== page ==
Control of Construction Stresses in Launched Bridges
23 pages & design spreadsheet
Self-weight bending and shear vary continuously during the incremental launching process. The increasing length of the front cantilever and recovery of the elastic deflection at nose landing govern the envelopes of self-weight bending and shear, and within those envelopes, the deck cross-sections cyclically range from peak negative bending and shear to peak positive bending.
The envelopes of self-weight bending and shear are more demanding in the front deck region and govern deck presizing. Without a launch nose, negative bending at the root of the front cantilever would be six times higher than in the rear pier regions. Shear would be double. Launchability criteria require a cylindrical deck geometry, and the launch nose controls self-weight bending and shear and the required level of launch post-tensioning.
Structures that present so many load conditions require accurate presizing. Optimizing the nose-deck interaction with a parametric spreadsheet shows the effects of the relative length, weight and stiffness of the nose, streamlines and accelerates the design of launched bridges, and mitigates the risk of remaking the launch stress analysis should presizing ultimately turn out inadequate.
In 23 pages, the eManual introduces the parameters that govern the nose-deck interaction, explores an analytical model of the nose-deck interaction and a step-by-step procedure for its optimization, and explains the use of parametric design charts for control of self-weight bending and shear in the front deck region by means of the relative length, weight and stiffness of the launch nose.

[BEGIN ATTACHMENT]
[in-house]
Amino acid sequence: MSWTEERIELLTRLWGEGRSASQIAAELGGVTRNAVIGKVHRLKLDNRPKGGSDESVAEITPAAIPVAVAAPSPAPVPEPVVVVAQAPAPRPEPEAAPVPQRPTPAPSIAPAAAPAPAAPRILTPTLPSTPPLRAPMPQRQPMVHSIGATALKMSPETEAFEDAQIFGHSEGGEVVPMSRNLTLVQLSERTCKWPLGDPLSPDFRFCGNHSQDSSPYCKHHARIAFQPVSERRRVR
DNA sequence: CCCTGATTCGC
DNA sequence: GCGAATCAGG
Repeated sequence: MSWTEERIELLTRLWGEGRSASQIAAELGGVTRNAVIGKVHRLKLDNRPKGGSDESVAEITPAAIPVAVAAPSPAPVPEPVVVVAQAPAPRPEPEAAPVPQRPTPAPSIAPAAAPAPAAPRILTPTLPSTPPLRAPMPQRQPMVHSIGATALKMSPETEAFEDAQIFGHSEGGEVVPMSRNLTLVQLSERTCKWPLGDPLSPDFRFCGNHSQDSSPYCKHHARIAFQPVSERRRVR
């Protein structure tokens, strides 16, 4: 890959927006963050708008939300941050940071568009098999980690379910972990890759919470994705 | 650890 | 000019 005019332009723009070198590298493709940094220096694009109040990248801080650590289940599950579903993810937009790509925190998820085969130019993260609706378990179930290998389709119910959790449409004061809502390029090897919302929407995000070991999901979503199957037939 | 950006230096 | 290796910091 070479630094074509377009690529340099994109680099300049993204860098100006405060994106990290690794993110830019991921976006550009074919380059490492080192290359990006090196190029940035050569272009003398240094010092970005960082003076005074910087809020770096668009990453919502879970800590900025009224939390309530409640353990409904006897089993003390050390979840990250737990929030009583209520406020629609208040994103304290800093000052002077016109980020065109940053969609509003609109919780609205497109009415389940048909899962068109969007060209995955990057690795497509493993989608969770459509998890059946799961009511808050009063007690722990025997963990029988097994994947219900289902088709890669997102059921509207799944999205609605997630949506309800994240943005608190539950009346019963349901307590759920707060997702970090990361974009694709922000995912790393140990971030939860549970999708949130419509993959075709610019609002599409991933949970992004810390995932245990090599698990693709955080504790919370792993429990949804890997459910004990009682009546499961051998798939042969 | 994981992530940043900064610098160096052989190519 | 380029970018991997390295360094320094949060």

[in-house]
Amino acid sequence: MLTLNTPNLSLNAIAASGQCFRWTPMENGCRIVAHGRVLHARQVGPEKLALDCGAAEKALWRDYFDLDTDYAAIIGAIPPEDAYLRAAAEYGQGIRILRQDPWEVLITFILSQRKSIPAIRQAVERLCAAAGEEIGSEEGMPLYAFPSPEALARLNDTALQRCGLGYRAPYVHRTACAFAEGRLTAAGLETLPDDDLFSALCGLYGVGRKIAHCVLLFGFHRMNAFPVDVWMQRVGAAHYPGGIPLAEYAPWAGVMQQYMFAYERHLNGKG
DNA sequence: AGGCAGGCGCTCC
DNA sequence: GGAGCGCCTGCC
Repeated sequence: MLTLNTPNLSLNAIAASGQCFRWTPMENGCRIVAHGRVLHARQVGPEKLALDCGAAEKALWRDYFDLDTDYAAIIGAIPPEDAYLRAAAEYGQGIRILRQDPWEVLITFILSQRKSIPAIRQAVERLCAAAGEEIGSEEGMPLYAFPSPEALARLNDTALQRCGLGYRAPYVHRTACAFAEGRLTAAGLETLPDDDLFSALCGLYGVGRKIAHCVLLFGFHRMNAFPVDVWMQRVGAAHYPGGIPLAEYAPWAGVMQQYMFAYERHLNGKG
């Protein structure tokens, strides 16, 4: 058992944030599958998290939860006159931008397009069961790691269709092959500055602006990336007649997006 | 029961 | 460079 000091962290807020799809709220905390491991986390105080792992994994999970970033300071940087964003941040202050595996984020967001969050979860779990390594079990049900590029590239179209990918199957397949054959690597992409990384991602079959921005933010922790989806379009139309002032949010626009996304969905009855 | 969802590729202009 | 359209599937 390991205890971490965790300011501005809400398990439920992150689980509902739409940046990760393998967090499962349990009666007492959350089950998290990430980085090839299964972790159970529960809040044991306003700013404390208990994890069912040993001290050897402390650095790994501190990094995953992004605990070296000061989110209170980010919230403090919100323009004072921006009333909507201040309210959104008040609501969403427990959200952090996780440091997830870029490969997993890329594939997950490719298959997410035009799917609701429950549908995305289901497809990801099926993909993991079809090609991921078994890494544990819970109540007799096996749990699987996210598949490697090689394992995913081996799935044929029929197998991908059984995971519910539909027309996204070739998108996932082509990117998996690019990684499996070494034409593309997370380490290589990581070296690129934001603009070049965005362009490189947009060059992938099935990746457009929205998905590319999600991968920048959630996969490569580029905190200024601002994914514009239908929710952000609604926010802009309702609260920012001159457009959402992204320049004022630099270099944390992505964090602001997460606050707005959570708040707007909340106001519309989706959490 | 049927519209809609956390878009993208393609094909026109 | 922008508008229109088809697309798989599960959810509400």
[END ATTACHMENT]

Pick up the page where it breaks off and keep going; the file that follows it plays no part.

- Control of launch stresses
- The launch nose
- Nose-deck interaction
- Control of negative bending in the front deck region
- Control of positive bending in the front deck region
- Optimization of the nose-deck interaction
The companion spreadsheet draws parametric design charts for positive and negative bending in the front span and at the nose-deck joint. Closed-form equations lead to excellent match with the results of launch stress analysis with structural analysis programs.
Manual and spreadsheet will become your productivity tools for value engineering and the pre-award design of launched bridges, will show you the effects of the relative length, weight and stiffness of the launch nose, and will avoid labor-intensive trial-and-error use of structural analysis programs during the deck presizing process.